Jesus is Justification
There are a number of implications of Torrance’s view of union with Christ as a fait accompli effected in the incarnation. First, it is through participating in Christ that we partake of his benefits, “for unless He gives Himself to us first [in the incarnation], His blessings are not ours,” notes Torrance (p. cx). In simpler terms, this means that we cannot separate the work of Christ from his person. Thus, justification is fully accomplished in the union between God and humanity actualized in the incarnation of Jesus Christ. As Torrance argues, “[I]t was through his becoming one with us first in his Incarnation that Christ wrought our justification for us.” In other words, Jesus is our justification. Since all are included in the humanity assumed by the Eternal Word in the incarnation, all are justified (i.e., “made right”) with God in Jesus. Justification is not effected by a subsequent act of personal faith “in” Jesus, but by the vicarious faith “of” Jesus, as lived throughout the whole course of his incarnate life. Thus, we can confidently assert that all humanity was “made right” (i.e., “justified”) with God “in Jesus” two thousand years ago.
As Torrance notes, however, the Westminster theology (of conservative Calvinism) reverses matters by insisting first on justification and “justifying faith” prior to entering into union with Christ. Torrance insists that this changes the meaning of both justification and faith (so that justification is conceived in strict legal terms of “imputed” righteousness, rather than in ontological terms of being “made righteous”), while making the existential (personal) decision of faith uppermost. In this view, a judicial (legal) and cognitive relation displaces the Communion of the Spirit. Torrance notes that the priority given to justification as a “forensic” (legal) act displaced the central importance of the doctrine of union with Christ in post-Reformation Protestantism (p. cxi)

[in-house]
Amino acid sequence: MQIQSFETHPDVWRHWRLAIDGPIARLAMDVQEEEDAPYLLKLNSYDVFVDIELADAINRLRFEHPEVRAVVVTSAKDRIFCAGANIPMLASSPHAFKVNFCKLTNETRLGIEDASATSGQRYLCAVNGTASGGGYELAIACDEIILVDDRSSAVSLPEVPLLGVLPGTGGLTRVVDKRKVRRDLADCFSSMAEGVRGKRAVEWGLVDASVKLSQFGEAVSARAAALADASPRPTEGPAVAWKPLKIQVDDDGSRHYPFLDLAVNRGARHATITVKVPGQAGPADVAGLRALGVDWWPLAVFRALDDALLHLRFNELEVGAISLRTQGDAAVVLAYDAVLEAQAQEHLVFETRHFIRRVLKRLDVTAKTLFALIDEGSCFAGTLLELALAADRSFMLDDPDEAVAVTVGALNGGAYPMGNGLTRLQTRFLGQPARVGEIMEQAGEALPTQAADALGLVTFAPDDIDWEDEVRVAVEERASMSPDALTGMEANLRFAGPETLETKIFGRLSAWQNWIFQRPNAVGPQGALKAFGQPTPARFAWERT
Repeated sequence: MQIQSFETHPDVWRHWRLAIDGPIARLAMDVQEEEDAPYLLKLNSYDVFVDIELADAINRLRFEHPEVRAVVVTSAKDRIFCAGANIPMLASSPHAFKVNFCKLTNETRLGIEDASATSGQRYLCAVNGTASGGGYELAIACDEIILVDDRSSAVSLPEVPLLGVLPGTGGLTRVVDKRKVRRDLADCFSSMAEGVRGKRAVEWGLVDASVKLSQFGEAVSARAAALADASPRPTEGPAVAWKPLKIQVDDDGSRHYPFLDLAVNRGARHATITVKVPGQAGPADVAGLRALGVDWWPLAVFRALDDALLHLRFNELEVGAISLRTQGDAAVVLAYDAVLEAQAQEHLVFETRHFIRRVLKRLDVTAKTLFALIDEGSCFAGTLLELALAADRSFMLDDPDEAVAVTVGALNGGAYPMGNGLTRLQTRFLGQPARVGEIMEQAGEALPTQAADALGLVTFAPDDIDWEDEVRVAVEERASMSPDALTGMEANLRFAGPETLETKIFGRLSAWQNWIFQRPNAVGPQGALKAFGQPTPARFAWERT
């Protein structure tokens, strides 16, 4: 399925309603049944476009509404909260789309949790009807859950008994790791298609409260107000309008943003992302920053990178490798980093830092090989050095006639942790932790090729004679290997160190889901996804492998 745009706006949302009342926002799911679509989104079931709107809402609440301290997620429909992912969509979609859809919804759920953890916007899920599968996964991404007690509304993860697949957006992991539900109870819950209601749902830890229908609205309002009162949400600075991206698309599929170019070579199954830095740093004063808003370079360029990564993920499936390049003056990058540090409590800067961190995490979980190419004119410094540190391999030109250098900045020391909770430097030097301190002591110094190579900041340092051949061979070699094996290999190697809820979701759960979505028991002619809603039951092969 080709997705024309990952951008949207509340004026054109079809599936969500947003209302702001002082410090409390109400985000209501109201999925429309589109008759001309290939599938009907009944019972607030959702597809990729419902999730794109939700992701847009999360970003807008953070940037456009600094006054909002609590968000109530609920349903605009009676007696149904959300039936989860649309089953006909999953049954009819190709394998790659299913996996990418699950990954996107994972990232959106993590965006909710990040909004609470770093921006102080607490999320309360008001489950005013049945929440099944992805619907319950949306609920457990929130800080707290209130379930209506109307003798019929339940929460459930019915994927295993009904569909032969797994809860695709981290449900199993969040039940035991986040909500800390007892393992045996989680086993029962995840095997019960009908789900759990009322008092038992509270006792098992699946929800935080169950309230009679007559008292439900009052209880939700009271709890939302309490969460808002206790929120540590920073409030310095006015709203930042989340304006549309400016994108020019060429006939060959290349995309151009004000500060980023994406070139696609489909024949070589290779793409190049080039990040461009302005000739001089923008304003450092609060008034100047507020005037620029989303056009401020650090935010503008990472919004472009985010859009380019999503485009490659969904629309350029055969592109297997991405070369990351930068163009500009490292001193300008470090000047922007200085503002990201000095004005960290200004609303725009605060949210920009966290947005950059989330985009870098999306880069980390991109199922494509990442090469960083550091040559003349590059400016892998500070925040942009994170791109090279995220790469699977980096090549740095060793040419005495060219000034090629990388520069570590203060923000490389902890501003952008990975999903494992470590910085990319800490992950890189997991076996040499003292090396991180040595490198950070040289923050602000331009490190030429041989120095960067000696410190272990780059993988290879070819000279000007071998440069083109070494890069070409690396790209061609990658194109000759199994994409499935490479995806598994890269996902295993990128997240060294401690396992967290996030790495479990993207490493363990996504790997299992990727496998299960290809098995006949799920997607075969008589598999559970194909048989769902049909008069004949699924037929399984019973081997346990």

The Range of the Spirit’s Ministry
Another important implication of Torrance’s doctrine of union with Christ concerns the “range” or “scope” of the Spirit’s ministry. Does union with Christ include all people, or only the “elect” (narrowly defined)? As Torrance notes, this is of fundamental importance to the doctrine of the Spirit. The matter at stake concerns the biblical teaching that the Spirit has been “poured out on all flesh” (Acts 2:17). The interpretation of this passage depends upon how one understands the doctrine of union with Christ. If all are included in the union established between God and humanity in the incarnate Jesus, then we must conclude that the range of the Spirit’s ministry is universal; that is, it includes all humanity. On the other hand, if only the “elect,” or only those who have made a personal decision of faith “in” Christ, are in union with God, then the range or scope of the Spirit’s activity is limited rather than universal. Our understanding of the range of the Spirit’s ministry depends upon our understanding of the incarnation. Did the Eternal Word enter into a generic relationship with humanity simply by becoming one particular man (so that his humanity has no transforming relation with our humanity), or did the Eternal Word enter into an ontological relation with all humanity in the assumption of our human flesh?